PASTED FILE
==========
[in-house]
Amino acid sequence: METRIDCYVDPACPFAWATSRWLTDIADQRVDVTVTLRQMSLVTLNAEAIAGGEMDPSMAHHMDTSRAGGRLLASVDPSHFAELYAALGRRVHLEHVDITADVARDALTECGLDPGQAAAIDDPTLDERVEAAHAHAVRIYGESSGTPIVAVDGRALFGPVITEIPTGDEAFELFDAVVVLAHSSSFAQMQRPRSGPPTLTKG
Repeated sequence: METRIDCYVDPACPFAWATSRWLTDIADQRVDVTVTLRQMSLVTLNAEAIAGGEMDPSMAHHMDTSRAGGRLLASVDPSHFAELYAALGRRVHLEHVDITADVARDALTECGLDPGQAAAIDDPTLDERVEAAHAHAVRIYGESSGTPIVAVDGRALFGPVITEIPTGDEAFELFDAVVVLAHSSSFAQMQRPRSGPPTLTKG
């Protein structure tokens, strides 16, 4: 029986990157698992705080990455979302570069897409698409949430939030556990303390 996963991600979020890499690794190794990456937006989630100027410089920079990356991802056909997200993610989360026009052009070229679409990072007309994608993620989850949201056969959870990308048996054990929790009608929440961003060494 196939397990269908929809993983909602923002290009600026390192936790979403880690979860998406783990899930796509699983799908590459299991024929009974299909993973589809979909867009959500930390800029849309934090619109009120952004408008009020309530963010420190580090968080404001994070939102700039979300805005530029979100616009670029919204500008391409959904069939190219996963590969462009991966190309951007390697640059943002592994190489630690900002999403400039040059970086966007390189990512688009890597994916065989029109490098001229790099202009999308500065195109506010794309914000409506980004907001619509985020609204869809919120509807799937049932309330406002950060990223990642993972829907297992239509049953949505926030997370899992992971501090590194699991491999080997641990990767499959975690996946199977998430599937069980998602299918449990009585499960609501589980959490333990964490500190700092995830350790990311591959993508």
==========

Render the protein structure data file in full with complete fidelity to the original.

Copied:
[in-house]
Amino acid sequence: METRIDCYVDPACPFAWATSRWLTDIADQRVDVTVTLRQMSLVTLNAEAIAGGEMDPSMAHHMDTSRAGGRLLASVDPSHFAELYAALGRRVHLEHVDITADVARDALTECGLDPGQAAAIDDPTLDERVEAAHAHAVRIYGESSGTPIVAVDGRALFGPVITEIPTGDEAFELFDAVVVLAHSSSFAQMQRPRSGPPTLTKG
Repeated sequence: METRIDCYVDPACPFAWATSRWLTDIADQRVDVTVTLRQMSLVTLNAEAIAGGEMDPSMAHHMDTSRAGGRLLASVDPSHFAELYAALGRRVHLEHVDITADVARDALTECGLDPGQAAAIDDPTLDERVEAAHAHAVRIYGESSGTPIVAVDGRALFGPVITEIPTGDEAFELFDAVVVLAHSSSFAQMQRPRSGPPTLTKG
């Protein structure tokens, strides 16, 4: 029986990157698992705080990455979302570069897409698409949430939030556990303390 996963991600979020890499690794190794990456937006989630100027410089920079990356991802056909997200993610989360026009052009070229679409990072007309994608993620989850949201056969959870990308048996054990929790009608929440961003060494 196939397990269908929809993983909602923002290009600026390192936790979403880690979860998406783990899930796509699983799908590459299991024929009974299909993973589809979909867009959500930390800029849309934090619109009120952004408008009020309530963010420190580090968080404001994070939102700039979300805005530029979100616009670029919204500008391409959904069939190219996963590969462009991966190309951007390697640059943002592994190489630690900002999403400039040059970086966007390189990512688009890597994916065989029109490098001229790099202009999308500065195109506010794309914000409506980004907001619509985020609204869809919120509807799937049932309330406002950060990223990642993972829907297992239509049953949505926030997370899992992971501090590194699991491999080997641990990767499959975690996946199977998430599937069980998602299918449990009585499960609501589980959490333990964490500190700092995830350790990311591959993508």